The tragic crashes of two Boeing 737 Max 8's in October 2018 and most recently on March 10, 2019, has led to a global fear of flying on these jets and discussions of why the two crashes seemed so similar. As we see concern spread from the general public to investors and airline executives, there are varying levels of responses to help quell consumer fear. While some airlines and government bodies are grounding the jets and cancelling flights, other airlines and governments are doing neither, instead standing by the safety and performance record of the jets. With such a variety of reactions, what should the average traveller expect if they booked a flight on a Boeing 737 Max 8? We outline what you need to know following the groundings.
Response of the Government, Insurers and Airline Carriers
As of March 12th, a total of 19 countries, including Singapore, Malaysia, Britain and Australia have either refused entry of 737 Max 8 planes or have had them grounded. The United States and Canada have done neither, with their Federal Aviation Administrations citing the safety and good performance of their 737 Max 8 fleets. Following the country's grounding of the Boeings, Singapore Airlines said it would reach out to customers whose flights have been affected. Singapore's travel insurers have so far stayed silent on the matter.
How Do These Responses Affect the Wary Traveller?
As mentioned above, airlines that cancelled Boeing 737 Max trips will reach out to affected travellers. If your airline carrier has not grounded the jets or you are flying to a country that has not banned entry to these flights, then your trip will be business as usual. Because there have been no reports of travel insurance companies offering compensation for flight cancellations, it is highly unlikely that you can expect to receive compensation if you cancel your flight. As a rule of thumb, travel insurers will only pay for cancellations or delays if there is a serious illness or death of a family member, a public emergency is declared in your destination or your flight is cancelled by the airline and no arrangements are made to reschedule your flight.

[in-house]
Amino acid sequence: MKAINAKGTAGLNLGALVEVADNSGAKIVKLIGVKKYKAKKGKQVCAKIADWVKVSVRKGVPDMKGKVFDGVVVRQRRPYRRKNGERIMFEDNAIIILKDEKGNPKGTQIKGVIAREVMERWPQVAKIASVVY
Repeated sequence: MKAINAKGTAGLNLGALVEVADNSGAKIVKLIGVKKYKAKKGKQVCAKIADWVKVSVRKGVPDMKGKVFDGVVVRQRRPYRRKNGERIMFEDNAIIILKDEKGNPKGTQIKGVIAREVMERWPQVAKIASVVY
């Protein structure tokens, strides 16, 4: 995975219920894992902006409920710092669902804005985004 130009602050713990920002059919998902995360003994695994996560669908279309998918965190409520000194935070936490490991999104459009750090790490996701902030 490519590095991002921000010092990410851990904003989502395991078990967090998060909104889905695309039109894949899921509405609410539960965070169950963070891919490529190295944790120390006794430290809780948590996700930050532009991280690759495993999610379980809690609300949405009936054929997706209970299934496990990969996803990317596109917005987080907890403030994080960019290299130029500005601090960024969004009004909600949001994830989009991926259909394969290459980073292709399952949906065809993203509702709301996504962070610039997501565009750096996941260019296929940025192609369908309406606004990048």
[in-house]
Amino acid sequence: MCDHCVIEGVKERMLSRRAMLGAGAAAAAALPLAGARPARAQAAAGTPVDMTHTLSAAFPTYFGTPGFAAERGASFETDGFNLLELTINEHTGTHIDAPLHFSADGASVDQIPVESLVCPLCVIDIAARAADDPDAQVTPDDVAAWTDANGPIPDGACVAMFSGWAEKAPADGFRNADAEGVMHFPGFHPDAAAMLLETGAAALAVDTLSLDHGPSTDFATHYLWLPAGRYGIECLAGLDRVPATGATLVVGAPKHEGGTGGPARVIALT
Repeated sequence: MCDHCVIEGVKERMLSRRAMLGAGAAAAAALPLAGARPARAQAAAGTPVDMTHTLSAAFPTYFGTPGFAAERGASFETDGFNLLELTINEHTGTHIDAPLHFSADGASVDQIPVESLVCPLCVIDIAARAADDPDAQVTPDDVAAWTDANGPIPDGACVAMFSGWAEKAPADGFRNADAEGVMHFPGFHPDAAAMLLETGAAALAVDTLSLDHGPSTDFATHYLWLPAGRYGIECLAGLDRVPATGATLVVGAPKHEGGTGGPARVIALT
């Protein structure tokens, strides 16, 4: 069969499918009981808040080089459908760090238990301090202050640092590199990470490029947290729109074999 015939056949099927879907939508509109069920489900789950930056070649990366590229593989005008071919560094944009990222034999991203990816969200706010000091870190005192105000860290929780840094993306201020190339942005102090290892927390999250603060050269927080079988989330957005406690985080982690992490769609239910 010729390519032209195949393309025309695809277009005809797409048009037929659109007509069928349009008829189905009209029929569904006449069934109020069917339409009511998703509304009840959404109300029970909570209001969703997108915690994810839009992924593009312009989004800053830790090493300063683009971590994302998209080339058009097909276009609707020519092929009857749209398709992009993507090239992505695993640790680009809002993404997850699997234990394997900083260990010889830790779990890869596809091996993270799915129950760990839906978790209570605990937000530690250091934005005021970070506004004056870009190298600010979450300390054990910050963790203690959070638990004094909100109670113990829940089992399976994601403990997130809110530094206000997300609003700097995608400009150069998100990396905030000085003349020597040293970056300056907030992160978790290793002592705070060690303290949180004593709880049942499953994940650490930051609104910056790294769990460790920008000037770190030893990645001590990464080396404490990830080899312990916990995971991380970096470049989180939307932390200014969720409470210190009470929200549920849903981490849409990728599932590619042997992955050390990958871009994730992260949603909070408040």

Going forward, consumers who are easily swayed by accidents or catastrophes may find the greatest peace of mind in investing in a travel insurance policy that lets you cancel for any reason. Travel insurance plans that let you cancel for any reason give you the freedom to navigate your travel plans without the worry of losing money due to reasons that you may think are important but your insurer does not. Furthermore, you may be able to avoid flying on these jets completely as some airlines don't use them for certain routes. If your booking site doesn't let you know what type of airplane you'll be on, you can plug your itinerary into sites like Seat Guru, which show your trip's airplane, seating arrangement and other useful information. You should also read up on your flyer's rights if an unexpected event occurs and you find yourself stuck with a cancelled or delayed flight.
Reality of Flight Accidents
While deadly plane crashes can shake up even the most seasoned traveller, it may be of comfort to lean on statistics when thinking about air travel safety. Even in the case of the Boeing 737 Max, where two such crashes in a relatively short period of time can cause a stir among travellers, the actual crash rate is still very minimal. The Boeing 737 Max flies 5,800 flights per week, so the chance of you getting in a crash is fairly minimal. Not only that but the chance of you getting in a plane crash on any airline is one in 11 million. For comparison's sake, the chance of you getting cancer in your lifetime is between 20-25%.
The main fear of plane crashes stems from the unknown and uncontrollable—you never know when you will become that statistic and once you do, there is little you can do to change your fate. However, flying is still the safest mode of transportation, and as technology gets better, it will only become safer. This is further confirmed by the swift action taken by governments and airlines who erred on the side of caution by grounding the affected jets.